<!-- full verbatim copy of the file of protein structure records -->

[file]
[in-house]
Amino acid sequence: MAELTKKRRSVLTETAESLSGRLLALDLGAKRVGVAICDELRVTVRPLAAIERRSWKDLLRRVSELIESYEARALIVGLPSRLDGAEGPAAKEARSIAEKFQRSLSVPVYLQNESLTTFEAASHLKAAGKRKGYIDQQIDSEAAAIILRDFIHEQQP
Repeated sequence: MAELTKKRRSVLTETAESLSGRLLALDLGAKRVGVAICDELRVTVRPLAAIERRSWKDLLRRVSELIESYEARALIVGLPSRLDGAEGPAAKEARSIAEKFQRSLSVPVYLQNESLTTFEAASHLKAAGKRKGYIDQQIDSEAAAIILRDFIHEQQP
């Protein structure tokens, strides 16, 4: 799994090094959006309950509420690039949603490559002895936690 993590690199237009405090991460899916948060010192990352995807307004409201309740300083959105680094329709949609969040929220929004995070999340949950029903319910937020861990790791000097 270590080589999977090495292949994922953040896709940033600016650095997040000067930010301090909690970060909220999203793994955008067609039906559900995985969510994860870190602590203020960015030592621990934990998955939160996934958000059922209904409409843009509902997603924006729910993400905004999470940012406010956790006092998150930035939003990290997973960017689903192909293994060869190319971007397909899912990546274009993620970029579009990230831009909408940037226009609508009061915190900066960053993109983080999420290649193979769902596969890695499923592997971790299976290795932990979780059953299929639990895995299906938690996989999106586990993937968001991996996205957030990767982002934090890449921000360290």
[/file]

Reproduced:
[in-house]
Amino acid sequence: MAELTKKRRSVLTETAESLSGRLLALDLGAKRVGVAICDELRVTVRPLAAIERRSWKDLLRRVSELIESYEARALIVGLPSRLDGAEGPAAKEARSIAEKFQRSLSVPVYLQNESLTTFEAASHLKAAGKRKGYIDQQIDSEAAAIILRDFIHEQQP
Repeated sequence: MAELTKKRRSVLTETAESLSGRLLALDLGAKRVGVAICDELRVTVRPLAAIERRSWKDLLRRVSELIESYEARALIVGLPSRLDGAEGPAAKEARSIAEKFQRSLSVPVYLQNESLTTFEAASHLKAAGKRKGYIDQQIDSEAAAIILRDFIHEQQP
């Protein structure tokens, strides 16, 4: 799994090094959006309950509420690039949603490559002895936690 993590690199237009405090991460899916948060010192990352995807307004409201309740300083959105680094329709949609969040929220929004995070999340949950029903319910937020861990790791000097 270590080589999977090495292949994922953040896709940033600016650095997040000067930010301090909690970060909220999203793994955008067609039906559900995985969510994860870190602590203020960015030592621990934990998955939160996934958000059922209904409409843009509902997603924006729910993400905004999470940012406010956790006092998150930035939003990290997973960017689903192909293994060869190319971007397909899912990546274009993620970029579009990230831009909408940037226009609508009061915190900066960053993109983080999420290649193979769902596969890695499923592997971790299976290795932990979780059953299929639990895995299906938690996989999106586990993937968001991996996205957030990767982002934090890449921000360290």